Could we all be wrong, and none of these tracks are from birds, but from some theropod dinosaurs that were very close to birds in their foot anatomy? Sure, that’s possible, but not likely at this point. Could I be wrong about taking one track and interpreting it as evidence of flight? Again, that’s possible. Alternate explanations include that the bird just hopped – perhaps with a flap or two – before landing. Or its foot just slipped on the wet sand as it was walking forward. However, in my experience with modern birds, such tracks are even more rare than volichnia. Could Cretaceous birds in polar Australia have been more clumsy than those today, hence their slipping tracks would have been more common? OK, now that’s just silly. Let’s just celebrate this find for what it is:
- The oldest known bird tracks in Australia.
- The only Early Cretaceous bird tracks in the Southern Hemisphere.
- The presence of fair-sized birds (herons or egrets) during the Early Cretaceous in a polar environment.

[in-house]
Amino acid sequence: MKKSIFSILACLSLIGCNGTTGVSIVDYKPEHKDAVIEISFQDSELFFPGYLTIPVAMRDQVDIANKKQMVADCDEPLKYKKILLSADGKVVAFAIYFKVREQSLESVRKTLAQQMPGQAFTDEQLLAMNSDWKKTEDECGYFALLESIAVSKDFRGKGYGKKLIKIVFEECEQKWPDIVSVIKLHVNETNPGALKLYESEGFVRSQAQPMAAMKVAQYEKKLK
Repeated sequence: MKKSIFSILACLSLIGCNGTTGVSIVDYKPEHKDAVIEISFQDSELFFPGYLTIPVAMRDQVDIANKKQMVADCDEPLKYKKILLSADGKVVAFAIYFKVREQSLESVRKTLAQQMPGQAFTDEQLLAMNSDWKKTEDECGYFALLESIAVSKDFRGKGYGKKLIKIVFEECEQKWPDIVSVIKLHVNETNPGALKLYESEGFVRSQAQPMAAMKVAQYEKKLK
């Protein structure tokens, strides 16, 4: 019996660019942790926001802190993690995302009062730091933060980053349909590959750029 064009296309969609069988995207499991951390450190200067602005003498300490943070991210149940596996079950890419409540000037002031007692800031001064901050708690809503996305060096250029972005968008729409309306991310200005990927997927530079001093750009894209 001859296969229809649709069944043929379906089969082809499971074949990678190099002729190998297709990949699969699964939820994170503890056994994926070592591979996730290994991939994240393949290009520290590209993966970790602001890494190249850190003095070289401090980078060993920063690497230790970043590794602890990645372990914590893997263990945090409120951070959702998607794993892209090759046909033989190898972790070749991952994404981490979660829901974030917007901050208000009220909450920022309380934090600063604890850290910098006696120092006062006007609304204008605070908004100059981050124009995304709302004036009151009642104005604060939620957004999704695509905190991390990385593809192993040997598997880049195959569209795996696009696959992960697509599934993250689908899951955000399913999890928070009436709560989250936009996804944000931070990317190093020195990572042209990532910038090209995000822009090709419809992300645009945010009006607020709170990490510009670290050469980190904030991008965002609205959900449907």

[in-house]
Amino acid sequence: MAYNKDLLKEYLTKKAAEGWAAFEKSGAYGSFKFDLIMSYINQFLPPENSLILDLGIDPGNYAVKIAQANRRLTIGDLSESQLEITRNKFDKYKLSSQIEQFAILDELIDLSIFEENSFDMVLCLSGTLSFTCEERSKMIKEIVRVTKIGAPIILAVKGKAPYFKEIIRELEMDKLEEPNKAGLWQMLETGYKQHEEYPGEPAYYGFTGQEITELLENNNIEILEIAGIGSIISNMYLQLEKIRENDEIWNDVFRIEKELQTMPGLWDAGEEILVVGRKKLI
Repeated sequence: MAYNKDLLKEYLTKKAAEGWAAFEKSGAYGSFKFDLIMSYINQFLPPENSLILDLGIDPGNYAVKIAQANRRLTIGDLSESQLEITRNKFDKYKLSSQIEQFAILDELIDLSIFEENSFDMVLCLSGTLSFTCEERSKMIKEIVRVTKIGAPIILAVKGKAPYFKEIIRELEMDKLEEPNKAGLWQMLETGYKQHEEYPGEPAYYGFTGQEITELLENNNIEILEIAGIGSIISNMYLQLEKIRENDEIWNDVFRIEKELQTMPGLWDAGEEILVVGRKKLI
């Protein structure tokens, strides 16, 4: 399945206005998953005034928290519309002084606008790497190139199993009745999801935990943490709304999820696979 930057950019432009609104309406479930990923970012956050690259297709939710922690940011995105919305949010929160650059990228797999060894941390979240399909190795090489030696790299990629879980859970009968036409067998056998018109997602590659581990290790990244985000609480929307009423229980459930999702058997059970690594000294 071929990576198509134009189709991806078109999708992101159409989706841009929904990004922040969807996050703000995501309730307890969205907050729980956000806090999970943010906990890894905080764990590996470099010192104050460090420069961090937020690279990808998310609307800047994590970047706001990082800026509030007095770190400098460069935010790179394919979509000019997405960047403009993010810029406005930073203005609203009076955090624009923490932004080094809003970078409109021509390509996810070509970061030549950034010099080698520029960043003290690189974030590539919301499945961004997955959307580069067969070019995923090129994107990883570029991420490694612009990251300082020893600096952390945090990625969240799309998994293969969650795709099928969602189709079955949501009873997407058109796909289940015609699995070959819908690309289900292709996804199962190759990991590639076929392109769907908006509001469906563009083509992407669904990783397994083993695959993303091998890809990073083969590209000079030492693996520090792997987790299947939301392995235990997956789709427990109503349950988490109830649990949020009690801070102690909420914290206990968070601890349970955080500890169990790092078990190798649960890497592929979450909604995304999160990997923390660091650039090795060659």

- Evidence for flight in an Early Cretaceous bird track, one of the few examples known in the world.
- The first vertebrate tracks known from Dinosaur Cove, a place previously famed for its dinosaur bones.
- The first dinosaur track from Dinosaur Cove.
- More evidence for Early Cretaceous birds in Australia to supplement the few bones that have been found thus far, including only a single furcula (wishbone) from Victoria.
All in all, it might just be three fossil tracks, but those three tracks just made the fossil record for the birds on an entire continent and the rest of the Southern Hemisphere just a little bit better. So now that they’ve landed, let’s allow our imaginations to take off, and go find some more.
Acknowledgments: My coauthors, Tom Rich, Pat Vickers-Rich, and Mike Hall; Sean Wright and Alan Tait; David Pickering and Rod Start at Museum Victoria; the Center for International Programs Abroad for transportation to and from Australia; my wife Ruth Schowalter for encouraging me during the 1.5 years of agonizing over the research; and of course, the tracemakers, avian and non-avian, who truly made the research possible by leaving tracks on that floodplain 105 million years ago.
Martin, A.J., Vickers-Rich, P., Rich, T.H., and Hall, M. 2013. Oldest known avian footprints from Australia: Eumeralla Formation (Albian), Dinosaur Cove, Victoria. Palaeontology (published online October 25, 2013): DOI: 10.1111/pala.12082
ABC Science Show, October 26, 2013: “Fossilised Dino Bird Tracks 105 Million Years Old,” reported by Sharon Carleton.
Emory University Press Release (Eukekalert): “Tell-tale toes point to oldest-known fossil bird tracks from Australia.” (By Carol Clark, Emory University)